November 21st, 2012, 11:58 AM

Adobe codesprint challenge
I recently attempted GAME problem on Interviewstreet.
Problem:
Player A and B , agree to play several games.
Game rules:
1. A game never ends in a draw.
2. Player "A" starts first in the first game.
3. Player who starts a game has probability "P" of winning that game.
4. The one who loses starts the new game.
Everyone knows no one settles after losing a game. One more game please!!, is the word of mouth whenever someone loses. This way people end up playing many games.
Now A wants to know the probability that he will win the Nth game.
Input:
First line  probability P.
Second line  Q ( Number of query ).
Next Q lines, each have an integer N.
Output:
For each query output the probability that A will win Nth game.
Output the answer rounded to 4 decimal places. While rounding to 4 decimal place 0.12345 becomes 0.1235, 0.43531 becomes 0.4353 and 0.32768 becomes 0.3277.
Constraint :
0.0 <= P <= 1.0
0 < Q <= 200000
0 < N <= 1000000
Sample Input:
0.2
3
1
4
7
Sample Output:
0.2000
0.4352
0.4860
My solution is as follows:
#include <iostream>
using namespace std;
double arr[1000000]={0};
double find(double p,long long int n)
{
double ans=0.0;double q=0.0;
if(n==1)
{
arr[1]=p;
return p;
}
if(arr[n1]!=0)
{
return ((1p)*(arr[n1])+p*(1arr[n1]));
}
else
{
q=find(p,n1);
ans=(1p)*q+p*(1q);
arr[n]=ans;
return ans;
}
}
int main()
{
double p=0;int q=0;long long int n=0;double ans=0.0;long long int i=0;
scanf("%lf",&p);
scanf("%d",&q);
while(q)
{
scanf("%lld",&n);
ans=find(p,n);
printf("%.4lf\n",ans);
}
return 0;
}
It passed 10/11 testcases and for one test case it gives me Segmentation fault(core dumped). I did a lot of research (googling) but could not understand why this error comes up. My logic is correct I think since it passed 10 testcases. I would be highly obliged if anyone could tell me why it failed?
Thanks in advance.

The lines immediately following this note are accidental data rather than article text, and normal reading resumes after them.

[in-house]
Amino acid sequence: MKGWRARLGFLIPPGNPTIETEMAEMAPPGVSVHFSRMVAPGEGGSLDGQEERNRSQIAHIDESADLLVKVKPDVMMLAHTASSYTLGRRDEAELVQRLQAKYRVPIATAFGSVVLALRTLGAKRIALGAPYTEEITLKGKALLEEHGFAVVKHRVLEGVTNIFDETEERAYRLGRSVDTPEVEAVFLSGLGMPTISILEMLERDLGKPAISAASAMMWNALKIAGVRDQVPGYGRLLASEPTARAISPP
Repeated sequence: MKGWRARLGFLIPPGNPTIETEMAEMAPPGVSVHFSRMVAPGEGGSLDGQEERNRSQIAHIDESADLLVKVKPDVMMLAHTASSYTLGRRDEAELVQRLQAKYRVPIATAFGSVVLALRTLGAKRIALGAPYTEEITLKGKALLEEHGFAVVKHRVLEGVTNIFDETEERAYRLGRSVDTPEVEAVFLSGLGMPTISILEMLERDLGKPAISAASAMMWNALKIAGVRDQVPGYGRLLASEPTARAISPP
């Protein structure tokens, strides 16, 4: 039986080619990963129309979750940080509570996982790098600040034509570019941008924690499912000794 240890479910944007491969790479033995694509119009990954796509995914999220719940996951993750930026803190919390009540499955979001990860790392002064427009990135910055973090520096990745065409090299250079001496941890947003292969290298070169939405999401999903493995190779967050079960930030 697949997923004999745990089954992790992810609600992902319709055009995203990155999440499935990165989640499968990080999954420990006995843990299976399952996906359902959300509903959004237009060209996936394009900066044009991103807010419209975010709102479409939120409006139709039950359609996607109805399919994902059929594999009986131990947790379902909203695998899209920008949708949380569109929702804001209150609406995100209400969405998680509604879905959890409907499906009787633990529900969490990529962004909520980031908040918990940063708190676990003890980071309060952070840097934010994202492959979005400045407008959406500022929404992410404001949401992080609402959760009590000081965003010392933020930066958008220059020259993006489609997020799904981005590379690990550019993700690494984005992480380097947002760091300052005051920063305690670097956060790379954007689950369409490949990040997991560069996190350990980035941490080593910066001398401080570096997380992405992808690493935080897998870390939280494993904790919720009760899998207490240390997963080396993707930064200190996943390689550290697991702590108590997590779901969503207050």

November 21st, 2012, 01:33 PM

First, use [code][/code] tags when posting code, so it looks nice and readable.
Code:
#include <iostream>
#include <cstdio>
using namespace std;
double arr[1000000] = { 0 };
double find(double p, long long int n)
{
double ans = 0.0;
double q = 0.0;
if (n == 1) {
arr[1] = p;
return p;
}
if (arr[n  1] != 0) {
return ((1  p) * (arr[n  1]) + p * (1  arr[n  1]));
} else {
q = find(p, n  1);
ans = (1  p) * q + p * (1  q);
arr[n] = ans;
return ans;
}
}
int main()
{
double p = 0;
int q = 0;
long long int n = 0;
double ans = 0.0;
long long int i = 0;
scanf("%lf", &p);
scanf("%d", &q);
while (q) {
scanf("%lld", &n);
ans = find(p, n);
printf("%.4lf\n", ans);
}
return 0;
}
Second, decide which language you're programming in.
The first couple of lines are C++, but the rest of it is pure C.
> It passed 10/11 testcases and for one test case it gives me Segmentation fault(core dumped).
Well I tried your 3 test cases, got your output, and it didn't crash.
If you want us to say anything else, you need to tell us what your other test cases are, especially the one which caused a crash.
November 21st, 2012, 01:54 PM

Originally Posted by salem
First, use [code][/code] tags when posting code, so it looks nice and readable.
Code:
#include <iostream>
#include <cstdio>
using namespace std;
double arr[1000000] = { 0 };
double find(double p, long long int n)
{
double ans = 0.0;
double q = 0.0;
if (n == 1) {
arr[1] = p;
return p;
}
if (arr[n  1] != 0) {
return ((1  p) * (arr[n  1]) + p * (1  arr[n  1]));
} else {
q = find(p, n  1);
ans = (1  p) * q + p * (1  q);
arr[n] = ans;
return ans;
}
}
int main()
{
double p = 0;
int q = 0;
long long int n = 0;
double ans = 0.0;
long long int i = 0;
scanf("%lf", &p);
scanf("%d", &q);
while (q) {
scanf("%lld", &n);
ans = find(p, n);
printf("%.4lf\n", ans);
}
return 0;
}
Second, decide which language you're programming in.
The first couple of lines are C++, but the rest of it is pure C.
> It passed 10/11 testcases and for one test case it gives me Segmentation fault(core dumped).
Well I tried your 3 test cases, got your output, and it didn't crash.
If you want us to say anything else, you need to tell us what your other test cases are, especially the one which caused a crash.
Ok so when I give input as 1000000 for N then it crashes.
November 21st, 2012, 02:48 PM

Two things are problematic.
> q = find(p, n  1);
1000000 recursive calls will eat a hell of a lot of stack space.
With those parameters and local variables, you could be looking at 30+ bytes per stack frame.
Most machines limit stack space to between 1 and 8MB, so you're comfortably blowing that away.
> arr[n] = ans;
On the first iteration, this is an out of bound memory access when n = 1000000